BOOT CAMP 404 (27/12/05)
PC RESCUE part 2
Last week in we looked
at how to create a ‘rescue disc’ using Knoppix, a cut down
version of the Linux
operating system (OS), which also includes a suite of utilities. It’s the
ultimate Get Out Of Jail Free Card for a crashed Windows PC as it runs directly
from the CD, so you can carry on working in the event of a major system
failure. Hopefully you will never need it but it’s as well to know what to do
should the worst happen so let’s do a dry run.
On most PCs all you have
to do is load the Knoppix disc and restart, the machine automatically detects the
presence of the new OS and boots up, however, not all machines are configured
to check the CD-ROM drive first, so you might have to make a minor change to
the BIOS or Setup menu.
The exact method varies
but normally you will see a message that flashes up on the screen immediately
after switch on saying something like ‘To enter setup press Esc’ (or a
combination of keys). Otherwise the procedure will be outlined in the manual.
Once the BIOS or Boot menu is displayed change the first ‘boot device’ to your
CD-ROM drive, Save the change Exit and reboot and the PC should now boot from
the disc. You can safely keep this setting as normally you won’t keep the
Knoppix disc in the drive and Windows will boot as usual from the hard drive.
A few moments after the
PC is switched on Knoppix will start loading, it pauses for about 30 seconds,
you can press Enter or wait and the boot up will continue and eventually a
loading screen will appear. Don’t press anything yet; a progress box runs
through a list of components as they are loaded and finally the desktop is
displayed. A browser-like window called Knoppix Info opens. Click the ‘EN’ link
for a short introduction in English otherwise exit the box by clicking the ‘x’
icon in the top right and corner.
Knoppix is now ready to
use but there are a few things to be aware of. It’s not as quick as Windows
because the operating system is running from the CD-ROM so be patient. Simply
‘hovering’ the mouse over an icon can open a menu or start an application,
others require a single or double-click so learn to point first, wait a moment
to see if that does anything, if not single click then try a double-click.
Laptop touch pads can be quite lively and if you move the pointer around too
quickly you may open multiple instances of a program so take it slowly until
you get a feel for it.
In most other respects
it is very similar to Windows. The desktop icons represent your PC’s CD-ROM,
floppy and hard disc drives or partitions. Clicking any of them opens a message
box asking if you want to ‘mount’ the drive, if you click OK (or ignore it) an
Explorer type window, called ‘Konqueror’, opens showing the contents of the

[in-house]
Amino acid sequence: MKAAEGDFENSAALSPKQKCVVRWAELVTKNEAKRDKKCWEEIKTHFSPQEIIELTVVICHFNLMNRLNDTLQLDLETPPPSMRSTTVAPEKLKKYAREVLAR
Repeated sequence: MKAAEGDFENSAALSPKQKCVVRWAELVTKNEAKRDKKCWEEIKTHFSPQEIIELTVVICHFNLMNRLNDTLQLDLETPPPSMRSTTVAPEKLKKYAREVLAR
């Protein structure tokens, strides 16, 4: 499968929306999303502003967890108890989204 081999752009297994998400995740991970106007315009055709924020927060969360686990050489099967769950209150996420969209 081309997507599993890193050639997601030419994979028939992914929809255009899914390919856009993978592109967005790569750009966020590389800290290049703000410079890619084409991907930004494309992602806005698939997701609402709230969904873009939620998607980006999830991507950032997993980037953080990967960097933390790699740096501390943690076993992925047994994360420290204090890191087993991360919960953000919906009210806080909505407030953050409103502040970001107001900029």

drive. Linux doesn’t use drive letters like Windows and your C: drive will
probably be called ‘hda1’, D: may be ‘hda2, 3, 4 ’ and so on, but you can tell
which one is which from the contents.
It’s worth setting up
your printer, network and Internet connections early on. Click on the Penguin
icon, select Configure > Configure Printer, click the Add button follow the
‘Installation Wizard’ prompts and Knoppix will attempt to connect to your local
printer. To set up an Internet connection click on the Penguin icon then
Network/Internet, select your connection method (ADSL, Modem, KWiFi (Wi-Fi)
manager, Network etc.) and follow the prompts.
You will be asked to
enter your ISP details, username, password, email account etc., it’s a good
idea to have this information ready and keep it with your rescue disc. Once the connection is made you can browse
the web using Firefox and access your emails using Thunderbird, both of which
are very similar to their Windows equivalents.
If you want to open and
work on a word processor document the place to begin is the Start or ‘K’ button
in the bottom left hand corner. Go to Office > OpenOffice.Org >
OpenOffice.Org Writer and this launches a word processor that looks and works a
lot like MS word. To open a document select the file open icon, click on ‘mnt’
(mount) and your hard drive icons (hda1 etc.) will be displayed and from there
you can navigate to where your documents are kept. To open a document
double-click the file icon. If the document has a Read Only attribute you won’t
be able to edit it directly but all you have to do is highlight and copy the
text and paste it into a New document and when you save it remember to give it
a new name. To access other common file types see this week’s Top Tip.
NEXT WEEK - PC Rescue
The disc drive containing
a PC’s operating system
Linux term for the
process of recognising the filing system used by a storage device
The division of a single
hard disc drive into two or more ‘virtual’ drives, each with its own drive
Knoppix can also open
and edit many other file types; for spreadsheets use OpenOffice.org Calc,
images can be viewed and edited using The Gimp (Start > Graphics) and check
out the excellent sound, video and CD/DVD burning utilities on Multimedia on
the Start menu. There are some good games and ‘Toys’ to play with and like
Windows the appearance and desktop are all highly configurable so give it a
try, you will be impressed, it might even tempt you investigate more
sophisticated versions of Linux (see Boot Camp 318)!
Don’t forget there are hundreds more great tips in the Archive at: www.rickmaybury.com.
© R. Maybury 2005, 2112